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  8.    18 Feb 2016 #8

    OK, Andrey and no1yak, you guys are showing me that you know more than I do about this issue...and that is very good. So, in nutshell here's what I'm trying to do: After post-processing on Faststone, I want to be sure (as would be possible) that when the images are put onto paper, the printed image (from a Walmart, Costco, etc photocenter) and my monitor image should agree as much as possible. How can I do this given my present resources?
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  9.    18 Feb 2016 #9

    In order to achieve the best match possible you need the following

    1. Calibrate and profile your monitor.

    For that you have your ColorMunki. ColorMunki profiling software will generate a monitor profile for your monitor. This profile should be assigned as your default monitor profile in Windows. It is quite possible that after generating the profile ColorMunki software will do this assignment for you. If not, you can easily do it in Windows color management settings.

    Note that this step does not in any way involve Costco and their profiles. This is entirely between you, ColorMunki and your monitor.

    2. Use color-management-aware software to adjust your photos on your monitor to make your photos look the way you want them to look. Adobe Photoshop, Adobe Lightroom, Corel PaintShopPro, Corel Paint - all will do. I assume Faststone image viewer/editor is also color-management-aware.

    3. Use calibrated and profiled printing service. Now, I never used Costco myself, so I don't know how it really works with them. But typically there are two possibilities:

    3.1. Printing service uses "smart" color-management-aware software and printers to print images.

    In this case you don't have to do anything at all. Just send them your files after making all desired adjustments, and they will reproduce them on paper as faithfully (as close to the original) as possible. All color-reproduction related adjustments will be done by the printing service internally.

    3.2. Printing service uses "dumb" machines and software to print images. They don't perform color-reproduction related adjustments.

    Now, this is not necessarily the end of the world. Printing service that uses "dumb" machines might still decide to profile their "dumb" machines and make the resultant color profiles available to the public. You are supposed to download that color profile. And you are supposed to convert your image files to that color profile before sending them to printing service. Profile conversion is available in Adobe Photoshop through "Convert to profile" command. I expect that Faststone also has this capability.

    Note, that this latter procedure will modify your images. You should make copies of all your images and apply this conversion to the copies. It is these converted copies that you'll send to printing service. It is possible that these converted images might look "strange" on your monitor and their color reproduction might look wrong to your eye. This is OK. The whole idea of these conversion is to "distort" your color in that specific way that will precisely cancel out distortions introduced later by the printing machine. If the color profile distributed by the printing service is good (properly describes the machine), then this technique will let you to obtain correctly colored images from "dumb" machine.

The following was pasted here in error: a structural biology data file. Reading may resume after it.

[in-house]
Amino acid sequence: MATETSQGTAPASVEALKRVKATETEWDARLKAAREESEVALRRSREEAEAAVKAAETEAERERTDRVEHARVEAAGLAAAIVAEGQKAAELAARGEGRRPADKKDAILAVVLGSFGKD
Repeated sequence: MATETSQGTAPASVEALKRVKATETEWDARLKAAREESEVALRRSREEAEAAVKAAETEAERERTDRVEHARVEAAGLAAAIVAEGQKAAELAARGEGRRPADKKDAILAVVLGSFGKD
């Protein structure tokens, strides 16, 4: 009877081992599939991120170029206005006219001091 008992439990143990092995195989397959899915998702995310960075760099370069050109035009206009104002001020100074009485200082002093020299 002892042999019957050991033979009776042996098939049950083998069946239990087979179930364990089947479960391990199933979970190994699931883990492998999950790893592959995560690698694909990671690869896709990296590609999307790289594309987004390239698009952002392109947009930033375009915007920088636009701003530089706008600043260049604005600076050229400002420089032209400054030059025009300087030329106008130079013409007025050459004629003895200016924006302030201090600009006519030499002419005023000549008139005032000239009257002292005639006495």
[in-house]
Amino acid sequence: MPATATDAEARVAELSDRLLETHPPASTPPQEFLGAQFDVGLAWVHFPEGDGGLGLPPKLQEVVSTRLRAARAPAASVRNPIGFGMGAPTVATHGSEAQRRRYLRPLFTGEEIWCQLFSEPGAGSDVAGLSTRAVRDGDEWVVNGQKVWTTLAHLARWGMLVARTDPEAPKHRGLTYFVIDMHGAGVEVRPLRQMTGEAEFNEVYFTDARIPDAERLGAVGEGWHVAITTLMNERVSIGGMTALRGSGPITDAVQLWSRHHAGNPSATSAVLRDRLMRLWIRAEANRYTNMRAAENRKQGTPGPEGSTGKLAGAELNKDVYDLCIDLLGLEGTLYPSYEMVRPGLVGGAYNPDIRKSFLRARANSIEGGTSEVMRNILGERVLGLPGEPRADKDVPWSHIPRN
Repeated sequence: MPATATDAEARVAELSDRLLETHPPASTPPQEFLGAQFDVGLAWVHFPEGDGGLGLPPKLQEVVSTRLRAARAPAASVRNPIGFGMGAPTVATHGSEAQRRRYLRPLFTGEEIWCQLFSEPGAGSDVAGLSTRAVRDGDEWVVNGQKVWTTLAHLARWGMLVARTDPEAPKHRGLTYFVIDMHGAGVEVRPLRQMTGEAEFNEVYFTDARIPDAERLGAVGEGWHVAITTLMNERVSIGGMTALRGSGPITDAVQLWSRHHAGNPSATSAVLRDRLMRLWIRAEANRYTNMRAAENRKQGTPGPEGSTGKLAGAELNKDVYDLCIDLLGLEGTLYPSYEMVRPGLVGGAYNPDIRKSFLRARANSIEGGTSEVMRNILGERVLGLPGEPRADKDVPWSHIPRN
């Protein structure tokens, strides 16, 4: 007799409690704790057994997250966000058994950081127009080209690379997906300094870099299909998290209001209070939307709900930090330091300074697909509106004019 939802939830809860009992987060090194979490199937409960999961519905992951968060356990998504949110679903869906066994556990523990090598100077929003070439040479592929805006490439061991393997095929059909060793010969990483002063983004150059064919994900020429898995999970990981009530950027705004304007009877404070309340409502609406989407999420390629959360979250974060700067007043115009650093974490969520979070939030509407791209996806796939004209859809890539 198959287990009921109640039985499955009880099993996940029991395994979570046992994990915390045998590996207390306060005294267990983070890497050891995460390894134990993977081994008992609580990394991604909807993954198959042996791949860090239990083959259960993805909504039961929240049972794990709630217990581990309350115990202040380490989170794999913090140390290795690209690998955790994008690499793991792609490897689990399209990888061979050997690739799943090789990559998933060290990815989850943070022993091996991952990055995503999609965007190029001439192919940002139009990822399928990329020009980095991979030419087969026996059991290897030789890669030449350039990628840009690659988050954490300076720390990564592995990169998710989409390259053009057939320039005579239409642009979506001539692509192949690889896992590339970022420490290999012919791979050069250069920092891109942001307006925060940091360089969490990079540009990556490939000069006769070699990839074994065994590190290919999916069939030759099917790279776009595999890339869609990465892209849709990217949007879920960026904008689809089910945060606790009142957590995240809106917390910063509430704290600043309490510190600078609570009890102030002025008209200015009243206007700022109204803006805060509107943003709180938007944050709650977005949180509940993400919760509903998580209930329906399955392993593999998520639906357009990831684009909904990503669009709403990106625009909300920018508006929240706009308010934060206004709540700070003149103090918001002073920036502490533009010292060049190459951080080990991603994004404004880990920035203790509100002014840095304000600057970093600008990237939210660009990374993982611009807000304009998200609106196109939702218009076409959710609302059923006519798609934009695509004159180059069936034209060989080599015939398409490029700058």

3.3. Printing service invented a third, alternative, unorthodox way to handle color management.

    So, judging by the fact that Costco distributes their color profiles, I'd guess that they expect you to follow procedure 3.2. But I could be wrong, since as I said above I never used Costco myself.
    Last edited by AndreyT; 19 Feb 2016 at 14:40.
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  10. no1yak's Avatar
    Posts : 99
    Win 10 Pro 64x 1803 17348
       19 Feb 2016 #10

    It appears that the paper profiles you have downloaded are for printing the images yourself. Most colour labs either use SRGB or ADOBE RGB. I would Imagen that Cosco would use SRGB (never use labs myself do all my own printing) If your post processing software is colour managed then you need to set the colour space to SRGB once you have edited your images. There is a world of information on the web about how to colour manage for printing yourself or farming out to labs. Like AndreyT has said, profile your monitor first and make sure that profile is set in Windows. The best approach would be to phone Cosco and ask them what colour space they require - SRGB or ADOBE RGB. Once you know for sure then apply that colour space to your images. Hope this helps.